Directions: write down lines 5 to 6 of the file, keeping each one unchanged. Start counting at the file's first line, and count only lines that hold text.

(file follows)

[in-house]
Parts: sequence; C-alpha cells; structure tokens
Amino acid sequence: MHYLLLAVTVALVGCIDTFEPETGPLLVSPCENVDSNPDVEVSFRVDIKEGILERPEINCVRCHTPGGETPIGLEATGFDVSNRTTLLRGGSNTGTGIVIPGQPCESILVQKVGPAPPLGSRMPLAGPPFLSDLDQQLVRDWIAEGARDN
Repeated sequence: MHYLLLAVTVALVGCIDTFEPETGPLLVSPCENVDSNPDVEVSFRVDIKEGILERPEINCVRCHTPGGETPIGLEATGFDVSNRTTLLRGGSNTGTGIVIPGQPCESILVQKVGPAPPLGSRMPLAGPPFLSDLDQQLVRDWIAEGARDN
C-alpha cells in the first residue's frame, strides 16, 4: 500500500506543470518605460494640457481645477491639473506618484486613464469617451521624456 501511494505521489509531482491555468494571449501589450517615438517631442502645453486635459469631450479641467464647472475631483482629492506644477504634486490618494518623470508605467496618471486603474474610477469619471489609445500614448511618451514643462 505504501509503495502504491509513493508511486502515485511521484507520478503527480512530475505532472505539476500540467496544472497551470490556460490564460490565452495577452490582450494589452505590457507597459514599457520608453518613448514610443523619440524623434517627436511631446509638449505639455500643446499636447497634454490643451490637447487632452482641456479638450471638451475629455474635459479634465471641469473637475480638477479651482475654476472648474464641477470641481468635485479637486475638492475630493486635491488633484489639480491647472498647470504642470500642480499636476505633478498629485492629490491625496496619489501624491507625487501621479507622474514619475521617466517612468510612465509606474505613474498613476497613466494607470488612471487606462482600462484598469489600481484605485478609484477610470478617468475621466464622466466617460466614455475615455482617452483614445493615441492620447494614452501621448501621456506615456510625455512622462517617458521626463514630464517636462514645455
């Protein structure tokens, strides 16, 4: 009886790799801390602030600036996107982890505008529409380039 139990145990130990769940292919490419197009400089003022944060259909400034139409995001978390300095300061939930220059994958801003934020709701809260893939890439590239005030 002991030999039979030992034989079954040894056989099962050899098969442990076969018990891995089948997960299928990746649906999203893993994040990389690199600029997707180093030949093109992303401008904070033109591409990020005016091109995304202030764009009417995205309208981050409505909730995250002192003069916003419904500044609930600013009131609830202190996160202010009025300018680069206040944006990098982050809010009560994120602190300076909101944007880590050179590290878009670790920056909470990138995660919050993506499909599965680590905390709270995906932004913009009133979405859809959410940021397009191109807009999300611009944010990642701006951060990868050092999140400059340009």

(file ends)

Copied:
C-alpha cells in the first residue's frame, strides 16, 4: 500500500506543470518605460494640457481645477491639473506618484486613464469617451521624456 501511494505521489509531482491555468494571449501589450517615438517631442502645453486635459469631450479641467464647472475631483482629492506644477504634486490618494518623470508605467496618471486603474474610477469619471489609445500614448511618451514643462 505504501509503495502504491509513493508511486502515485511521484507520478503527480512530475505532472505539476500540467496544472497551470490556460490564460490565452495577452490582450494589452505590457507597459514599457520608453518613448514610443523619440524623434517627436511631446509638449505639455500643446499636447497634454490643451490637447487632452482641456479638450471638451475629455474635459479634465471641469473637475480638477479651482475654476472648474464641477470641481468635485479637486475638492475630493486635491488633484489639480491647472498647470504642470500642480499636476505633478498629485492629490491625496496619489501624491507625487501621479507622474514619475521617466517612468510612465509606474505613474498613476497613466494607470488612471487606462482600462484598469489600481484605485478609484477610470478617468475621466464622466466617460466614455475615455482617452483614445493615441492620447494614452501621448501621456506615456510625455512622462517617458521626463514630464517636462514645455
């Protein structure tokens, strides 16, 4: 009886790799801390602030600036996107982890505008529409380039 139990145990130990769940292919490419197009400089003022944060259909400034139409995001978390300095300061939930220059994958801003934020709701809260893939890439590239005030 002991030999039979030992034989079954040894056989099962050899098969442990076969018990891995089948997960299928990746649906999203893993994040990389690199600029997707180093030949093109992303401008904070033109591409990020005016091109995304202030764009009417995205309208981050409505909730995250002192003069916003419904500044609930600013009131609830202190996160202010009025300018680069206040944006990098982050809010009560994120602190300076909101944007880590050179590290878009670790920056909470990138995660919050993506499909599965680590905390709270995906932004913009009133979405859809959410940021397009191109807009999300611009944010990642701006951060990868050092999140400059340009």